Corporate interests may, too, come around. Jessica Milli, an analyst from the Institute for Women’s Policy Research told the Texas Observer that “the policy will actually save Austin employers around $4.5 million due to both lower turnover and the fact that most workers will use only a few days of leave annually.”

Austin’s move is the latest in a string of workers’ and Latino rights efforts in the city.

Casar and the Workers Defense Projects’ collaboration in Austin began when Casar was a community organizer, fighting to get Texas construction workers the right to a basic water break. “Workers in our city were getting sick or even dying on the job,”as they labored in the often over 100 degree Texas heat, said Casar. In 2010, due to their efforts and those of other environmental and immigration non-profits, Austin passed a mandatory rest break law. In 2015, they successfully fought to increase Austin’s minimum wage for city employees from $11.39 to $13.03 an hour. And when Texas passed Senate Bill 4, a severe anti-sanctuary city law, it was these same groups who sued the state to challenge it.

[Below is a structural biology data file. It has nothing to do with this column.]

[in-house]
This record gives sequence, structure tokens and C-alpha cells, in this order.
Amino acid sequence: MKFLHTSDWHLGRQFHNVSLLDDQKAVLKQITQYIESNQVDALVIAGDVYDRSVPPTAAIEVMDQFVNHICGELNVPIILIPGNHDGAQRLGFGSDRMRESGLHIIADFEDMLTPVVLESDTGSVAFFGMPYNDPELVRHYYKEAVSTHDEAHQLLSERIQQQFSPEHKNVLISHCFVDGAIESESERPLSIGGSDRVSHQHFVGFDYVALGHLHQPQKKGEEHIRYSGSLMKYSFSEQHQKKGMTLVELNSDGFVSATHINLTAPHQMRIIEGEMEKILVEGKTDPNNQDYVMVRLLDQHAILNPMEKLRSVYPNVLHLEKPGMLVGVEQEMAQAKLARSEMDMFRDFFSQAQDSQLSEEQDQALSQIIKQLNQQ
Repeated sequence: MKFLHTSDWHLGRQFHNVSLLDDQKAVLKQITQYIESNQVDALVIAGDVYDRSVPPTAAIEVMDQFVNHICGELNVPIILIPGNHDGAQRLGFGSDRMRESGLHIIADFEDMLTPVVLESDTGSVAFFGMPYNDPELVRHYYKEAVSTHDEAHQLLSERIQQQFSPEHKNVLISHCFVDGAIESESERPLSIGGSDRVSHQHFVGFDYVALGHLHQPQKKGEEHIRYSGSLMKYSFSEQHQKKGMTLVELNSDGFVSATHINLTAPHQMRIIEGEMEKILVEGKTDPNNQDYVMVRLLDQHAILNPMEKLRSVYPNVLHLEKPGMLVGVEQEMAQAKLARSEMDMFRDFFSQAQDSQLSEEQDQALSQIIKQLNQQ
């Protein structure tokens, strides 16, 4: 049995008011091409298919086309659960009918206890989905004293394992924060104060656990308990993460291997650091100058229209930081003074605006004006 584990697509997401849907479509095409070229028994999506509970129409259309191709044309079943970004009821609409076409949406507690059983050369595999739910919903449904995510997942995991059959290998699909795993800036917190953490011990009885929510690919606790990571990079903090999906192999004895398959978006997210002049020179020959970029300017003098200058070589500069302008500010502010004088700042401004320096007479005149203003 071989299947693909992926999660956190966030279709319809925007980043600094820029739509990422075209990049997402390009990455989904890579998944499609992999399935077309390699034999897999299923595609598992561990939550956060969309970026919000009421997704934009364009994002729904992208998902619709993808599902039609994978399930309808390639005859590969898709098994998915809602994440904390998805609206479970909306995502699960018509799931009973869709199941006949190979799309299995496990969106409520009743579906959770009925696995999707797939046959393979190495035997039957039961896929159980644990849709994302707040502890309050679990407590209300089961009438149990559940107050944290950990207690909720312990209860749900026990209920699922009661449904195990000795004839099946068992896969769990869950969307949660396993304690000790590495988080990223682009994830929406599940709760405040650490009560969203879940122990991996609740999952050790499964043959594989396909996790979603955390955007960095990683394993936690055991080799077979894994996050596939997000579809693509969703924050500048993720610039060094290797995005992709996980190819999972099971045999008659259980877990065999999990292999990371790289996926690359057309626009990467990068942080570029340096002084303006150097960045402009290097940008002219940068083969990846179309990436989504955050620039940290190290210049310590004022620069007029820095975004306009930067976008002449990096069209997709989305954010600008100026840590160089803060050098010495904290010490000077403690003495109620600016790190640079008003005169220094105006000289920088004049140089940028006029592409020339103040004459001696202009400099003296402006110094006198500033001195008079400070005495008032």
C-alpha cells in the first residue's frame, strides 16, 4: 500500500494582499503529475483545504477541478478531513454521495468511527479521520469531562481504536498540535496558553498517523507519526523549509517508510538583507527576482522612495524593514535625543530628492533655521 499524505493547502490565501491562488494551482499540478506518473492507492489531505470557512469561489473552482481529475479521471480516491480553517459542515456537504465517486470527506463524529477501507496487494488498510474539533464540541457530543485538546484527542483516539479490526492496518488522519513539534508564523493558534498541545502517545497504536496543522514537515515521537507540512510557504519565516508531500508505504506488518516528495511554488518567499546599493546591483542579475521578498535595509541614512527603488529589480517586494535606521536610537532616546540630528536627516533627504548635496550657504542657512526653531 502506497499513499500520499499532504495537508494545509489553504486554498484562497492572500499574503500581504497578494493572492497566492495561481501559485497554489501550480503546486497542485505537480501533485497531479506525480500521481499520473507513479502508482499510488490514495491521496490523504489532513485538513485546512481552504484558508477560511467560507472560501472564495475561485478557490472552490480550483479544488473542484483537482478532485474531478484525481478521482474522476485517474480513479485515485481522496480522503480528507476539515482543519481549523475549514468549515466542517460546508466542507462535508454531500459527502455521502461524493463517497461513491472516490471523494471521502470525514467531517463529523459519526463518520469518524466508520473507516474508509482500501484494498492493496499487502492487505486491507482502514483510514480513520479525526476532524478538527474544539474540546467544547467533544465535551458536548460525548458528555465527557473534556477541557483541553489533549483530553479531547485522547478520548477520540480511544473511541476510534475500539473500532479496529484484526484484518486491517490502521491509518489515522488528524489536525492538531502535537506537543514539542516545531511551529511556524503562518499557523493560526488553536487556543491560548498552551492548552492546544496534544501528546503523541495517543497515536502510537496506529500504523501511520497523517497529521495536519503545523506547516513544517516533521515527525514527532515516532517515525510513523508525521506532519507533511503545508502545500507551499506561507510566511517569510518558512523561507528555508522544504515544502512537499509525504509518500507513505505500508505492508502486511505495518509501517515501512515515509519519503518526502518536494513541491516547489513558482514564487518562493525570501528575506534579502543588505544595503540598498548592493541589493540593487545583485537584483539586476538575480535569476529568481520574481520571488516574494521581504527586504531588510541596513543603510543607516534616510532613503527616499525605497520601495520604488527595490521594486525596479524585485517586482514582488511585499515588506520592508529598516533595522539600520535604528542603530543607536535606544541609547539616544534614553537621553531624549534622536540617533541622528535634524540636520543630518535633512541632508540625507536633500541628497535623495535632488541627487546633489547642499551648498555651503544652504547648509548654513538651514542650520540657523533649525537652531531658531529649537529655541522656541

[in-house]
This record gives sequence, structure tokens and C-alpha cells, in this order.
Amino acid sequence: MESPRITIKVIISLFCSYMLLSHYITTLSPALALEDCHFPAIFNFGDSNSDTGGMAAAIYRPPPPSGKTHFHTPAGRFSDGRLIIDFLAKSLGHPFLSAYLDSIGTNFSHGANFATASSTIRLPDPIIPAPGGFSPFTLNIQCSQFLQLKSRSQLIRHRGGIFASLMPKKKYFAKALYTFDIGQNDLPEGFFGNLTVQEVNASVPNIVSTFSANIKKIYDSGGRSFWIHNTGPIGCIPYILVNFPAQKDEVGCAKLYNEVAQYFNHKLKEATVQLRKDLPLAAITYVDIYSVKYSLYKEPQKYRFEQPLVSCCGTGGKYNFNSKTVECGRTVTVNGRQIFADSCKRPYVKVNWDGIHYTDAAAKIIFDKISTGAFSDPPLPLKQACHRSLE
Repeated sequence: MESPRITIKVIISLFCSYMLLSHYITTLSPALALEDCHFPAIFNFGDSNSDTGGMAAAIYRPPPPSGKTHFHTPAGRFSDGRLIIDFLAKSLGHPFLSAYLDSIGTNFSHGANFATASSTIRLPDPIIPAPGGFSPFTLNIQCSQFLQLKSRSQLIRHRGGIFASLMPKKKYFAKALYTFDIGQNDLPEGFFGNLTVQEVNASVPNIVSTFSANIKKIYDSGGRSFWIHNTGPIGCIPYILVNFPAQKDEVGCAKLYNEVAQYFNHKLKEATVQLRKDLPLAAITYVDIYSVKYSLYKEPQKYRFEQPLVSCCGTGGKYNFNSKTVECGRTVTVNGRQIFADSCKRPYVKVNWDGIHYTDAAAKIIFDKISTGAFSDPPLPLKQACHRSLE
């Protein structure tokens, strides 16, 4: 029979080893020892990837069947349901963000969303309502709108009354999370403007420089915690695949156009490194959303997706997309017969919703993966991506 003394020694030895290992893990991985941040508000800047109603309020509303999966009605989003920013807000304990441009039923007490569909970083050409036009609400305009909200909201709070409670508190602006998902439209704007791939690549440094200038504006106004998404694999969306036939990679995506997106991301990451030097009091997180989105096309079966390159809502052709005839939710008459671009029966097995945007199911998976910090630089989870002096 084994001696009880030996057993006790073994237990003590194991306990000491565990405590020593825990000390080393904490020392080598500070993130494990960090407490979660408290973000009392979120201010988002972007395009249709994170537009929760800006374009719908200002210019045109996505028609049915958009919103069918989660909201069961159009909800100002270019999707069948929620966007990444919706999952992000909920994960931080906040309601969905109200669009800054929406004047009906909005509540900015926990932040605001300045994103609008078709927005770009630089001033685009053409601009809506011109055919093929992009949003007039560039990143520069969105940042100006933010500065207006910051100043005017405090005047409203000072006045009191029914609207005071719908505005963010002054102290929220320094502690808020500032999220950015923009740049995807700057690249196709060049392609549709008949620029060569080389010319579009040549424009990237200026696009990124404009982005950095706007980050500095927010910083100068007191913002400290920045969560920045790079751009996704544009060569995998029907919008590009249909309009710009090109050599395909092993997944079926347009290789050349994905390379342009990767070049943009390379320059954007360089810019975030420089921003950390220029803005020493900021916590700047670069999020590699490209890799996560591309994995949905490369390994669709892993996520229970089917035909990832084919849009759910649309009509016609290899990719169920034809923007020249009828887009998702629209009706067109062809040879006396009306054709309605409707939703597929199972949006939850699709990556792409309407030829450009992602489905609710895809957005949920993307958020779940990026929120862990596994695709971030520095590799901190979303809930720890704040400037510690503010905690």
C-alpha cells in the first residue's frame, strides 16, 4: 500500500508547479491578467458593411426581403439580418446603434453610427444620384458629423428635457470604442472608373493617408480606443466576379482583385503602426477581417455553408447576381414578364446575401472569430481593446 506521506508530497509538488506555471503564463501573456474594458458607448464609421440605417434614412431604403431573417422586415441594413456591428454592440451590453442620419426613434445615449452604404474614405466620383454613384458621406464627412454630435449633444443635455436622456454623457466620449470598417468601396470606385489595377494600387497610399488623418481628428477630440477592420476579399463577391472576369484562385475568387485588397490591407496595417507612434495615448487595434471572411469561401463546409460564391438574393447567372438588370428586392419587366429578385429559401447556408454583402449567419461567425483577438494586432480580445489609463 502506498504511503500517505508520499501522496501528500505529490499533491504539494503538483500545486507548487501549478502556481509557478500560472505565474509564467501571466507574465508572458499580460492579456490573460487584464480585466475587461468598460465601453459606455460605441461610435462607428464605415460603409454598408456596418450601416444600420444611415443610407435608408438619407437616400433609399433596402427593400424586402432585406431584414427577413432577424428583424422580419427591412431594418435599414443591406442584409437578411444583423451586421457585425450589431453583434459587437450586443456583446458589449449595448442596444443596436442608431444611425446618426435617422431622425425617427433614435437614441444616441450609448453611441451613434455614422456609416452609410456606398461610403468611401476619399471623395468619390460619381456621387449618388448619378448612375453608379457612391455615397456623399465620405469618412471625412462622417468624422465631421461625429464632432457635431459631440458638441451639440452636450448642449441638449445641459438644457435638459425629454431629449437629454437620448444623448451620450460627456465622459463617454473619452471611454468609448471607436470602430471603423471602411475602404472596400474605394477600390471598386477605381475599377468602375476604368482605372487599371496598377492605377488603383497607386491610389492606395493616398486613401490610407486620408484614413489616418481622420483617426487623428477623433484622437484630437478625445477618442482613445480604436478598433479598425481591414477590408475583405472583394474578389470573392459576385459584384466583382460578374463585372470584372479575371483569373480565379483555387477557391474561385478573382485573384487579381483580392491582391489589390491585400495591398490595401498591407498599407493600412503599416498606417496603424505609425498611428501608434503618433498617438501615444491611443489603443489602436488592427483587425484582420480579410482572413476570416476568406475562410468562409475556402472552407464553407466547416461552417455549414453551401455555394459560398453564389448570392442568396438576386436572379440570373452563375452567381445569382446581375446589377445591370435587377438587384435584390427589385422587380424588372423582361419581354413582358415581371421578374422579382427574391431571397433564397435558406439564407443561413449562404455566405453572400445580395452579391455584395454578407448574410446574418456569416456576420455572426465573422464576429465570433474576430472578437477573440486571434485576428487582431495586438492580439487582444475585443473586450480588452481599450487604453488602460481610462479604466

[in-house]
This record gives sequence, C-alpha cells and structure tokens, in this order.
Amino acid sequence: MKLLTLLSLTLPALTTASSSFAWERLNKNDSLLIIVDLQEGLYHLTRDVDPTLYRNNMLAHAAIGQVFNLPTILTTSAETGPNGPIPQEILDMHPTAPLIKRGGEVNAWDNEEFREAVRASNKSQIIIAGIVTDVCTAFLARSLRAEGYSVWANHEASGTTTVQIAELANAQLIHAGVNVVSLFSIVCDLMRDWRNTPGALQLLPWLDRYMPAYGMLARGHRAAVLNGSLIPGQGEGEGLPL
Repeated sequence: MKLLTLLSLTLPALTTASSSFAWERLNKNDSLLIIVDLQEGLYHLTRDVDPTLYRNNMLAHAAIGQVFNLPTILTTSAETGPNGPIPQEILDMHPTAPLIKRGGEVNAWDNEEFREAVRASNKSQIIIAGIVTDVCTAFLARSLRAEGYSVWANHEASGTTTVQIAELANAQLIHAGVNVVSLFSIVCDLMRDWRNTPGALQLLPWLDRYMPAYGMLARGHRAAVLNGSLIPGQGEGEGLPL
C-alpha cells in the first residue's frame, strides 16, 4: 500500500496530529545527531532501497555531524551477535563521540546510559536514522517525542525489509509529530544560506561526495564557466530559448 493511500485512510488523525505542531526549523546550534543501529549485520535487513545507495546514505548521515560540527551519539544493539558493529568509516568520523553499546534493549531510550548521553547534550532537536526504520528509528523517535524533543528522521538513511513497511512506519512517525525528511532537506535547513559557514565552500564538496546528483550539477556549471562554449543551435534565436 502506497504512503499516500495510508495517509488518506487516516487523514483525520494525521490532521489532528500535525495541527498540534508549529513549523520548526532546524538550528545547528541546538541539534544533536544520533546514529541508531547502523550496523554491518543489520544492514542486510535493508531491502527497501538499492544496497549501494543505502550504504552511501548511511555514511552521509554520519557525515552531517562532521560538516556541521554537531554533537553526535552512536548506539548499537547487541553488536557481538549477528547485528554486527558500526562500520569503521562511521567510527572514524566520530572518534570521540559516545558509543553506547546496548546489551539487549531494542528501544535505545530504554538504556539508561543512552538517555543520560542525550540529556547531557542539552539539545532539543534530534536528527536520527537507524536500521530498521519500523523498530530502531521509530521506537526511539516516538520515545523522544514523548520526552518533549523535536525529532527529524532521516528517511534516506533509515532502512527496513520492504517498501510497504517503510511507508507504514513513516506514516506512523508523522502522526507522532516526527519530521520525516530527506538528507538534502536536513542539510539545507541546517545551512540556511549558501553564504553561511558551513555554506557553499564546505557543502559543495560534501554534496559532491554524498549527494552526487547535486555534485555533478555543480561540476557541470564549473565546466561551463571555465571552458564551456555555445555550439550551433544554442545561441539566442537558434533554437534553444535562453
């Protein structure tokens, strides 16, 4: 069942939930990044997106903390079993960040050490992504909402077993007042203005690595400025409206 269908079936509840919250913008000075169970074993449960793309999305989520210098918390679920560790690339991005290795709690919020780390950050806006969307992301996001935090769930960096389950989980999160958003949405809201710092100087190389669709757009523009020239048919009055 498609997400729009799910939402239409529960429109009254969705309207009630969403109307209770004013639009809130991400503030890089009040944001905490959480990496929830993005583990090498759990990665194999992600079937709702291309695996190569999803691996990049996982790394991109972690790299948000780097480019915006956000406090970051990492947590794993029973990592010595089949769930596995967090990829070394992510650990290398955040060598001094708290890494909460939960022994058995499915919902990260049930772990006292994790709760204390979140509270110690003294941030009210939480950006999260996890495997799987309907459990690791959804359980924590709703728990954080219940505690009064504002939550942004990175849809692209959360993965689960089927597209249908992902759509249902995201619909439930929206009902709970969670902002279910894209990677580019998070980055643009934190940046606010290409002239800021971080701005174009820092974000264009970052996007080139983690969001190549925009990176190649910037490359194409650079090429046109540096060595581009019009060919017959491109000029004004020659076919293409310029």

“It’s not surprising that the same sort of coalition of elected officials advancing the fight against SB4 have turned to this issue,” said Sarah Johnson, the director of Local Progress. “Workers and immigrants are important to the foundation of cities. The work being done around SB4 has created a strong coalition that has advanced from defense to offense.”

Aggressive defense and offense are required in southern states like Texas, where state officials have blocked their more liberal cities from passing progressive legislation: They’ve enforced top-down bans, or used the threat of future bans to produce a chilling effect.

Casar says that this time, the threat of state preemption wasn’t a deterrent. "If we don’t pass [progressive policies] because we’re scared of the legislature taking it away, then we’re essentially complicit in the legislature’s anti-worker politics,” said Casar. “The right thing to do is step up, pass policies that protect workers and then fight the legislature to keep those policies.”